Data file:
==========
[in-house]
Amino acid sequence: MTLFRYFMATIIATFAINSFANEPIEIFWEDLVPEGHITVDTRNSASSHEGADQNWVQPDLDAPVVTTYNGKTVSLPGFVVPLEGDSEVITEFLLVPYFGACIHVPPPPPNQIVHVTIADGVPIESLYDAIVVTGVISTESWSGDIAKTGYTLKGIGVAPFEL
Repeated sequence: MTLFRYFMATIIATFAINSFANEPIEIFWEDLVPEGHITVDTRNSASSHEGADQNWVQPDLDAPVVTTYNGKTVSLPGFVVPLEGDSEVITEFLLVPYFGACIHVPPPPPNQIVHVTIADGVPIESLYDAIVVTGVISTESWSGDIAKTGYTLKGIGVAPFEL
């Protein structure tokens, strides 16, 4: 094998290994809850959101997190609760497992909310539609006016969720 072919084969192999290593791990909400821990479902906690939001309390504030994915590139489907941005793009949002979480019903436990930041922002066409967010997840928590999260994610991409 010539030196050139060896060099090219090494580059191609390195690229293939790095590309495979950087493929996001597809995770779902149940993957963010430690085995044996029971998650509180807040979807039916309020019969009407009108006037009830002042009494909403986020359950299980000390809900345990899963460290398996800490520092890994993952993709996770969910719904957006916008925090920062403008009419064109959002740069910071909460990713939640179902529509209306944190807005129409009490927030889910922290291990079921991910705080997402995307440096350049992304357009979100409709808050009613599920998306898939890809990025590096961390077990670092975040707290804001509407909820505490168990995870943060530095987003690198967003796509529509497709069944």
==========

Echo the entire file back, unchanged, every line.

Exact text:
[in-house]
Amino acid sequence: MTLFRYFMATIIATFAINSFANEPIEIFWEDLVPEGHITVDTRNSASSHEGADQNWVQPDLDAPVVTTYNGKTVSLPGFVVPLEGDSEVITEFLLVPYFGACIHVPPPPPNQIVHVTIADGVPIESLYDAIVVTGVISTESWSGDIAKTGYTLKGIGVAPFEL
Repeated sequence: MTLFRYFMATIIATFAINSFANEPIEIFWEDLVPEGHITVDTRNSASSHEGADQNWVQPDLDAPVVTTYNGKTVSLPGFVVPLEGDSEVITEFLLVPYFGACIHVPPPPPNQIVHVTIADGVPIESLYDAIVVTGVISTESWSGDIAKTGYTLKGIGVAPFEL
């Protein structure tokens, strides 16, 4: 094998290994809850959101997190609760497992909310539609006016969720 072919084969192999290593791990909400821990479902906690939001309390504030994915590139489907941005793009949002979480019903436990930041922002066409967010997840928590999260994610991409 010539030196050139060896060099090219090494580059191609390195690229293939790095590309495979950087493929996001597809995770779902149940993957963010430690085995044996029971998650509180807040979807039916309020019969009407009108006037009830002042009494909403986020359950299980000390809900345990899963460290398996800490520092890994993952993709996770969910719904957006916008925090920062403008009419064109959002740069910071909460990713939640179902529509209306944190807005129409009490927030889910922290291990079921991910705080997402995307440096350049992304357009979100409709808050009613599920998306898939890809990025590096961390077990670092975040707290804001509407909820505490168990995870943060530095987003690198967003796509529509497709069944």